Friday, January 18, 2013

Which Right Is More Important? Right to Life? Right to Bear Arms?

The Declaration of Independence set forth the reasons the 13 colonies were declaring independence from England.

After a short preamble explaining that sometimes people have to cut old ties, the Declaration then says:
We hold these truths to be self-evident, that all men are created equal*, that they are endowed by their Creator with certain unalienable Rights, that among these are Life, Liberty and the pursuit of Happiness.

Life.  Liberty.  Pursuit of Happiness.  These are the unalienable Rights our founders declared most important when they wrote to the King of England to explain why they needed to rule themselves.

Then after the Revolutionary War, the colonists came together to write up an agreement, which we know as the Constitution of the United States, on how to rule themselves.  It begins, again, setting out basic principles.
We the People of the United States, in Order to form a more perfect Union, establish Justice, insure domestic Tranquility, provide for the common defence, promote the general Welfare, and secure the Blessings of Liberty to ourselves and our Posterity, do ordain and establish this Constitution for the United States of America.

Justice.  Domestic tranquility.  Common defence.  General welfare.  Liberty.

After they finished the Constitution they added ten amendments which spelled out more rights.

As President Obama sets forth his gun control proposal, I just want to point out what should be totally obvious.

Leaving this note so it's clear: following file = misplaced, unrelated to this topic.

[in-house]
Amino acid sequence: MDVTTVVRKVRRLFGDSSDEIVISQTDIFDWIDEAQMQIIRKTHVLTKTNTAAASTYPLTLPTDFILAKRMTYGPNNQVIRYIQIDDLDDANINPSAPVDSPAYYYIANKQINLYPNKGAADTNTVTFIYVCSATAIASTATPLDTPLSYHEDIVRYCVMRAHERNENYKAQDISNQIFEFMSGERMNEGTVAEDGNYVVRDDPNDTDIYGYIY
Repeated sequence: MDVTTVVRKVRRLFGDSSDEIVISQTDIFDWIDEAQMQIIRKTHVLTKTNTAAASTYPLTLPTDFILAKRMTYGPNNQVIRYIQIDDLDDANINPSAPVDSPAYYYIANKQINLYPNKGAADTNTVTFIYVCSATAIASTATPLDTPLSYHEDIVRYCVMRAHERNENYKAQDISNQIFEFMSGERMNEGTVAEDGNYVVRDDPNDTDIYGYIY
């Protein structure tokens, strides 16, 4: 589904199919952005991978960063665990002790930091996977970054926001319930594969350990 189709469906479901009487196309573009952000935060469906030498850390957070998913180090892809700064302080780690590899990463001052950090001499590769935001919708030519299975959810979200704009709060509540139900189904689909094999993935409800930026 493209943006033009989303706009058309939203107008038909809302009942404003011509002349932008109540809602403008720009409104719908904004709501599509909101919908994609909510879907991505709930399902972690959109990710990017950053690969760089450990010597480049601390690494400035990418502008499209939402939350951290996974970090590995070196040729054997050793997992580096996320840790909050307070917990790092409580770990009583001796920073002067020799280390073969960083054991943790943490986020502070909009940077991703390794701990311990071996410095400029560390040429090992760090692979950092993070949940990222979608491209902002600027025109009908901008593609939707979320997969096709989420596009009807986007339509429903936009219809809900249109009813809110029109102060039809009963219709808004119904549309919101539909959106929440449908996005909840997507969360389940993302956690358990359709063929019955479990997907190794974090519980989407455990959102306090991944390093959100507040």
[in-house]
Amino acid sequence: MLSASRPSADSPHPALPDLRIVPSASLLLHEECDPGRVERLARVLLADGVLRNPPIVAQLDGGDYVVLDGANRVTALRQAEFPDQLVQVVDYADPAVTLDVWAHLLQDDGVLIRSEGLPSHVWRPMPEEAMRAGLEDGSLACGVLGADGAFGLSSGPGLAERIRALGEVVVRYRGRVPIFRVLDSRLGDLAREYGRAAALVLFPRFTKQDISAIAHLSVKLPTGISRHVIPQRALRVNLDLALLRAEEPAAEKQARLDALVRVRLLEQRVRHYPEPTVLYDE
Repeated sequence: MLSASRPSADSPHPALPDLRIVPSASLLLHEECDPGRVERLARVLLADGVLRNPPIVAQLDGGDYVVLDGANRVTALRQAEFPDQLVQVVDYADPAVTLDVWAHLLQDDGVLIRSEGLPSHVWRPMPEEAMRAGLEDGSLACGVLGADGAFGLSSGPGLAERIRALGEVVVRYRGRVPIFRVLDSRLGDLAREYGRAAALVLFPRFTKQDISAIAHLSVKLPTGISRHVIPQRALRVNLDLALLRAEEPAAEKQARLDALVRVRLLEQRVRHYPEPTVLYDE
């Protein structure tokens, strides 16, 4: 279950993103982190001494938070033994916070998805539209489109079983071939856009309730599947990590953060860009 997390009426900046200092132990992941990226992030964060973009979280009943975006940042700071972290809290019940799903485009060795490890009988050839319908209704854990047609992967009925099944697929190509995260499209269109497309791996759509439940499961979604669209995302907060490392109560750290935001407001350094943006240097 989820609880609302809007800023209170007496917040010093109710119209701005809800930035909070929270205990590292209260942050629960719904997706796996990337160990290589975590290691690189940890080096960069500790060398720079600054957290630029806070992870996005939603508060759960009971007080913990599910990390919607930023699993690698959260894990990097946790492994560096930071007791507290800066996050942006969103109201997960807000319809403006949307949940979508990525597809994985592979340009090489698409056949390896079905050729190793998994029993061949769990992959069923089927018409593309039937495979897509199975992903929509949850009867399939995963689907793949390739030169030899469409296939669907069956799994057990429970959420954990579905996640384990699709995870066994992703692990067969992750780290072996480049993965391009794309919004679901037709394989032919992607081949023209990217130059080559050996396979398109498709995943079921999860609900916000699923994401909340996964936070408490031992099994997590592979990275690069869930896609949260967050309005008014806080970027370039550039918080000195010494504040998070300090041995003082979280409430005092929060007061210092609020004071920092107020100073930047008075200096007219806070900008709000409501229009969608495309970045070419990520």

Different rights will inevitably conflict.    When Wayne LaPierre set forth the NRA's response to the Newtown shootings, he would brook no compromise to the Second Amendment.  Yet he had no trouble at all proposing to abridge the First Amendment rights of film  and video game makers.  That tells me that even the NRA recognizes that Constitutional Amendments are not absolute. 

Some rights are a means to more important rights.   The right to vote is a means to achieving liberty and the pursuit of happiness.  The right to a free press is a means to helping the people of a democracy gain the knowledge needed to vote wisely.  The right to bear arms is a means to protecting liberty. 

Some rights are more important than others.  When one person's rights infringe on another person's rights, we have to determine which is the more important right.  Some are a question of preference.  Sometimes one person exercising his rights conflicts with others exercising their rights.  A well-known, though apparently misattributed quote goes, "Your right to swing your arms ends just where the other man's nose begins."   The right to practice one's religion in the US, does not include the right to human sacrifice.  The right to life is more important.  The right to bear arms does trump the right to life.  Yet people bearing arms take 30,000 lives a year in the US. (Over half of which are suicides, but that still leaves another 15,000 or so that aren't.)

Which rights are the most important?  I believe that the rights enumerated at the beginning of the Declaration of Independence and of the US Constitution are the highest level rights.  They are the ends to which the other rights are merely the means.

There are a lot of things I don't know.